Holds are growing for a book about the love of maps by the 74-time Jeopardy! winner, Ken Jennings, called Maphead: Charting the Wide, Weird World of Geography Wonks. He was interviewed on NPR’s Fresh Air yesterday.
Unsurprisingly, he’s a big fan of the the maps division of the Library of Congress. He talks about being awestruck when he toured it.
NPR’s Morning Edition calls Time for Outrage by Stéphane Hessel, a collection of essays that calls on young people to rage against the world’s injustices, “One of the literary world’s unexpected successes over the past year.”
Written by a 94-year-old WWII French resistance fighter, it has sold almost 2 million copies in his native country. It was published here on Tuesday.
The book was not reviewed in the prepub sources and is owned by just a few public libraries.
Back in July, independent booksellers predicted that The Night Circus would be bigger, in terms of sales, than either The Help or The Da Vinci Code.
The new Indie Best Seller list indicates that they have been working to fulfill that prophecy; The Night Circus by Erin Morgenstern (Doubleday, 9/13; Audio, RH Audio and Books on Tape; Large Print,Center Point), debuts at #1 in its first week on sale. But the indies aren’t the only ones selling it, we hear it will appear at #2 on the 10/2 New York Times list.
As a result, the other debuts have moved down one notch on the Indie list:
Amazon’s press release announcing that “Kindle and Kindle app customers can now borrow Kindle books from more than 11,000 local libraries in the United States,” launched several news stories, raising customer expectations. Many, however, took the word “now” in the press release at face value and expressed frustration on Twitter and Amazon’s Kindle Library Lending customer discussion forum, because they were unable to download Kindle titles from their local libraries.
OverDrive responded to our queries by saying that Seattle Public and King County (WA) Library System began the program on Monday. The roll out to the rest of the libraries on the OverDrive system began today and is expected to be complete within a few days.
Author Ron Suskind hit the news shows yesterday to defend his book on Obama and the financial crisis, Confidence Men: Wall Street, Washington, and the Education of a President, (HarperCollins; Audio, Dreamscape and on OverDrive; LT, HarperLuxe).
On NPR’s Fresh Air, Maureen Corrigan reviewed Stephen Greenblatt’s forthcoming book on the origins of the Renaissance, The Swerve: How the World Became Modern, (WW Norton, 9/26) calling it a “non-fiction wonder.”
As a result, the book rose to #19 on Amazon’s sales rankings.
One of the key elements of the book is the rediscovery, in 1417, of the Greek philosopher Lucretius’ On the Nature of Things. Corrigan predicts that its sales, “will spike as a result of Greenblatt’s book: his awe-struck discussions of the poem make it sound so weird and beautiful that most readers will want to give Lucretius a whirl themselves.”
Greenblatt’s publisher, Norton, foresaw this reaction; they have reissued On the Nature of Things to accompany Greenblatt’s book.
As the Muppets freely admit, it’s high time for a new parody. Previous trailers for The Muppets movie, coming this Thanksgiving, have parodied The Hangover (The Fuzzy Pack) and The Green Lantern (Being Green).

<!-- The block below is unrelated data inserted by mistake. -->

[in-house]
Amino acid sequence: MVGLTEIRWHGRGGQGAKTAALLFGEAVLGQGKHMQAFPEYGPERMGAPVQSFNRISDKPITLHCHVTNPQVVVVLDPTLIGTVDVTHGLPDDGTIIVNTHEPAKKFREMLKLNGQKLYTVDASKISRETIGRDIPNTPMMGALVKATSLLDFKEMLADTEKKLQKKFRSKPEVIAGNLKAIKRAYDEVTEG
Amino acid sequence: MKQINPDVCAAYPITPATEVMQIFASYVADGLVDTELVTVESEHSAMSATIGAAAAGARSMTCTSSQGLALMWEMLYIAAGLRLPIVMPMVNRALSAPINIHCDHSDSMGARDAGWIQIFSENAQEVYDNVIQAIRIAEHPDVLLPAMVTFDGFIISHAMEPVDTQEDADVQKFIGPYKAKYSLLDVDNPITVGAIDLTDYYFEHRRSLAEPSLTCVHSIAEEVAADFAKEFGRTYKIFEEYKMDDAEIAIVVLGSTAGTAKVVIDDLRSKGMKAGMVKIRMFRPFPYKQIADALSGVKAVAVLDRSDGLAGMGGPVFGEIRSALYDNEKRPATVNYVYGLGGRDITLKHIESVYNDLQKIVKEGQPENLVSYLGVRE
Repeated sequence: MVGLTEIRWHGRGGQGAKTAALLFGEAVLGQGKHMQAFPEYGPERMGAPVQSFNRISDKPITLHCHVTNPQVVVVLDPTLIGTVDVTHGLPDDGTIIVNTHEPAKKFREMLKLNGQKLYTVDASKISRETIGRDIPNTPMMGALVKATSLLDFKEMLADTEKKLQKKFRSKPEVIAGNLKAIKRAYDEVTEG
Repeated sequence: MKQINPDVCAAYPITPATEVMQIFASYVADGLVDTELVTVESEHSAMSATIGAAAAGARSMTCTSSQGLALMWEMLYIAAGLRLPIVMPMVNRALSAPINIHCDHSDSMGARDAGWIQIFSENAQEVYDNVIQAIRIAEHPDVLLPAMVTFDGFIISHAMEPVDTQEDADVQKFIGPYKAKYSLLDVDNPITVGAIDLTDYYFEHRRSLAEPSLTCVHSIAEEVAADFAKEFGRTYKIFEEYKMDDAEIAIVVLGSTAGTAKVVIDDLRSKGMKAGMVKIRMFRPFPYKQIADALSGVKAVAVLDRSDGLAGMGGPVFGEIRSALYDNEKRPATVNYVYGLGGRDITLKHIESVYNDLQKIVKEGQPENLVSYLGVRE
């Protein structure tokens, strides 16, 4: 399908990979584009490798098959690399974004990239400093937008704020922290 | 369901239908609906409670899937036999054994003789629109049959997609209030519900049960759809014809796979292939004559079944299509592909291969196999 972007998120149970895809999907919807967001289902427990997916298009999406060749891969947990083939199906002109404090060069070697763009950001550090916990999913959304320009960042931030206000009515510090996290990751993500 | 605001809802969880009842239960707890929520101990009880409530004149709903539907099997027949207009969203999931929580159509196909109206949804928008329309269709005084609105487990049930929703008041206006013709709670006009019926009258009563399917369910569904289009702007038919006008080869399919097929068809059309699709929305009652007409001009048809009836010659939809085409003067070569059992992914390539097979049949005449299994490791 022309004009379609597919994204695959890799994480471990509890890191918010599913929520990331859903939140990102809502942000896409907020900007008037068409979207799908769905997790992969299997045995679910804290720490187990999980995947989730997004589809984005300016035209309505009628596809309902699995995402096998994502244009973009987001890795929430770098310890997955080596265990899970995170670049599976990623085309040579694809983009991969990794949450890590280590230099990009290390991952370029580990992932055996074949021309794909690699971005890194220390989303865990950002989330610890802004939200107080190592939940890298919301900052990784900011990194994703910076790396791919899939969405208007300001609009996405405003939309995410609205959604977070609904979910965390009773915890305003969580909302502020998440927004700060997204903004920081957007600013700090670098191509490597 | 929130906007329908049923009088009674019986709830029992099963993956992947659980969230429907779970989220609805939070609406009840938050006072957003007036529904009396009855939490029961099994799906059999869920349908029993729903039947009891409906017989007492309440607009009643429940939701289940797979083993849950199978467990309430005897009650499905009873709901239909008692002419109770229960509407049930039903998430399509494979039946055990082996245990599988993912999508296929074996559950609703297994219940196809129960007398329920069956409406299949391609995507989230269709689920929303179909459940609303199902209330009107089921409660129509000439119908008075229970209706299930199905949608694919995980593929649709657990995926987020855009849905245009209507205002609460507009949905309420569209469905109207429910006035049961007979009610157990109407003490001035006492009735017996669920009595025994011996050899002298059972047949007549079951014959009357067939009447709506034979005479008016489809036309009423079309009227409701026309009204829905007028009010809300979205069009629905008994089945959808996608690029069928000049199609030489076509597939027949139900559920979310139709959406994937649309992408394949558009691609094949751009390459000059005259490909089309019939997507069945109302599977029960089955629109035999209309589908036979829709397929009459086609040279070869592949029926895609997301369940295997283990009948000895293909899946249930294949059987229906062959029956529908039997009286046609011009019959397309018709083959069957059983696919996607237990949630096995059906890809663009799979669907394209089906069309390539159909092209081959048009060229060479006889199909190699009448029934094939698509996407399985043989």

The Art of Fielding, Chad Harbach, (Little, Brown, 9/7), a debut that is currently enjoying major media attention (the October issue of Vanity Fair features a long article about its publishing) appears on two new fall previews — the L.A. Times and People‘s. Absent from both lists, are two other major debuts with strong media attention, The Night Circus and The Language of Flowers.
In nonfiction, Joan Didion’s Blue Nights, (Knopf, 11/1) appears on both. Didion, who already chronicled her husband’s death in The Year of Magical Thinking, suffered the death of her daughter soon after. People says it is a “searing memoir” of that period in her life.
Three of today’s four major movie debuts are based on books (although two of them probably fall into the category of “Who knew?” for most movie goers). Click on the movie titles to watch the trailers.
I Don’t Know How She Does It— The movie has brought renewed attention to Allison Pearson’s 2002 best seller (a chick lit title from Knopf, of all houses); the tie-in is now at #75 on USA Today’s best seller list and #14 on the NYT Trade Paperback list. Starring Sarah Jessica Parker, it looks like Sex and the City with day care (the L.A. Times‘ review bears out this suspicion). Too bad; when the book first came out, it was regarded as fresh and new. Considered similar to, but better than Bridget Jones Diary, it was a hit in both the author’s native England and in the U.S. — Tie-in, Anchor, 9780307948564.
Drive — Here’s a twist; a Danish filmmaker directing a movie based on a noir thriller by an American writer. Nicolas Winding Refnbest won the Cannes best director award for this adaptation of James Sallis’s novel of the same title. PW describes the author’s audience as a “small but fiercely devoted readership,” One wonders how faithful the movie is to the book, his first to be adapted to the screen. Reviews emphasize the violence while, as PW describes the author, he is ” best known for his literate, exquisitely crafted crime novels [and] impressive body of work over the past 40 years, with more than two dozen volumes of fiction, poetry, translation, essays, and criticism.” Sallis’s latest, The Killer Is Dying, (Walker) was just released in August. — Tie-in, Mariner/HMH, 9780547791098.
Straw Dogs — Reviews focus on whether this version is better than Sam Peckinpah’s 1971 thriller, starring Dustin Hoffman. Few realize that both are based on a novel, The Siege of Trencher’s Farm, by Gordon Williams. The Peckinpah original was so sexually violent, that the British censors blocked its release in video until 2003. That brought new attention to the once-prominent author (The Guardian‘s profile was headlined, “Gordon Who?“), even though the objectionable scenes were not in the book. — Tie-in, Titan Books, 9780857681195